State Attorneys General Jointly Sue Over Data Breach, Alleging HIPAA Violations
On December 4, 2018, attorneys general from twelve states (Arizona, Arkansas, Florida, Indiana, Iowa, Kansas, Kentucky, Louisiana, Minnesota, Nebraska, North Carolina, and Washington) jointly filed a lawsuit in the U.S. District Court for the Northern District of Indiana against Medical Informatics Engineering, Inc. (“MIE”) and its wholly-owned subsidiary NoMoreClipboard, LLC (“NMC”), relating to a May 2015 data breach.
MIE and NMC offer a web-based electronic health record called “WebChart” and a portal for patients and healthcare providers to access electronic health records. From May 7, 2015 and May 26, 2015, unauthorized individuals hacked “the inadequately protected computer systems” of MIE and NMC, resulting in the theft of electronic Protected Health Information (“ePHI”) of 3.9 million individuals.
The complaint alleges a number of flaws in the information security system and procedures in place at MIE and NMC during the 2015 hack. For example, the complaint states that the companies used generic accounts with the usernames “tester” and “testing” which could be accessed using the passwords “tester” and “testing,” respectively. Although the hackers could not obtain ePHI directly though these generic accounts, access to these accounts allowed the hackers to eventually infiltrate accounts that had direct access to ePHI. Furthermore, the complaint mentions the length of the hack—nearly three weeks—as evidence that the companies “failed to implement and maintain an active security monitoring and alert system” to identify such activities. In addition, despite specifically listing encryption as a method of protecting patient information in the companies’ privacy policies, such information (including ePHI), was not encrypted within MIE’s computer systems, thus allowing the hackers to access the ePHI once they were able to access the system.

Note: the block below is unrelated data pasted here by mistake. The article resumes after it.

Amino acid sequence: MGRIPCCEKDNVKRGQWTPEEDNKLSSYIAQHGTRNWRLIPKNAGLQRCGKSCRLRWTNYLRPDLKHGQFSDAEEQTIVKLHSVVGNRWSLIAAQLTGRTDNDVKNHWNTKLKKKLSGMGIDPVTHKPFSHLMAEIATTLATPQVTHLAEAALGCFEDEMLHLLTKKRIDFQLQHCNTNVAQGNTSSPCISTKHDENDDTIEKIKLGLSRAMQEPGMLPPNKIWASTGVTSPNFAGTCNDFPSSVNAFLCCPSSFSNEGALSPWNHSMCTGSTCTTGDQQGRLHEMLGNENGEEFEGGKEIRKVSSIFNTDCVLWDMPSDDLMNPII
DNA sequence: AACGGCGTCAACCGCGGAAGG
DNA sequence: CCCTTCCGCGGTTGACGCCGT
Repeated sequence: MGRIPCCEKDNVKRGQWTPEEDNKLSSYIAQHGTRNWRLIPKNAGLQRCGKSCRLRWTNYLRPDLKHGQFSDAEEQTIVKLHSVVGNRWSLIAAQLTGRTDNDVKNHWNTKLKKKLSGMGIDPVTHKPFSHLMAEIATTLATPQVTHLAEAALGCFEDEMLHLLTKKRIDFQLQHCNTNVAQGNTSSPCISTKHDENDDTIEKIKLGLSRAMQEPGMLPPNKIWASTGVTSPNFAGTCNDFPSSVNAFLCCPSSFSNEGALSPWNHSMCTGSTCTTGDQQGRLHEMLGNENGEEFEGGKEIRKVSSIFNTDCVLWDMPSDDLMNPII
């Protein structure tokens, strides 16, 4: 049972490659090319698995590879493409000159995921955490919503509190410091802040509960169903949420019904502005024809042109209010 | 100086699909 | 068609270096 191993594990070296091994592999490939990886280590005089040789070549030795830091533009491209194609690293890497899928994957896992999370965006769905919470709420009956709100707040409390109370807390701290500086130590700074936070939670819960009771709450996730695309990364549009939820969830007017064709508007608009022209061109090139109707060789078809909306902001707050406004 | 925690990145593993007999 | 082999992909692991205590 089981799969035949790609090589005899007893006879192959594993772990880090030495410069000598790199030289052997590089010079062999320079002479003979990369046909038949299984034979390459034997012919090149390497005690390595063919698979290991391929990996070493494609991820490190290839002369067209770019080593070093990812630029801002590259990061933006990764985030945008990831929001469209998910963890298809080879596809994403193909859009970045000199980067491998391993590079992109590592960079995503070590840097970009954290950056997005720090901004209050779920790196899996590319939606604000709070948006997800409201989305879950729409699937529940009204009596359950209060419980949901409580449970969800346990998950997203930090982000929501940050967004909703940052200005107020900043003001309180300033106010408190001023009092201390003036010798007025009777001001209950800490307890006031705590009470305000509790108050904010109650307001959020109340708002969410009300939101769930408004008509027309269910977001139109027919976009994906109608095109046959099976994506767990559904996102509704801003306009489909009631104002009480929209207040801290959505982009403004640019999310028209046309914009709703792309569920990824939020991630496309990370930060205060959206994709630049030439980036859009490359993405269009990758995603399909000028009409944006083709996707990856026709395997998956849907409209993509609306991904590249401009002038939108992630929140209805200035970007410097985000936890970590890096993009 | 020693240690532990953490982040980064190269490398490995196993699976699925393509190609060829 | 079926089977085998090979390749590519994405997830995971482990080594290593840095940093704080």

This lawsuit marks the first instance of state attorneys general banding together to jointly file a lawsuit over alleged violations of the federal Health Insurance Portability and Accountability Act of 1996, as amended (“HIPAA”) since being granted such authority in 2009 pursuant to the Health Information Technology for Clinical and Economic Health (or “HITECH”) Act. This lawsuit signals a new line of enforcement of HIPAA—joint actions by state attorneys general—in addition to traditional enforcement by the U.S. Health and Human Services’ Office for Civil Rights.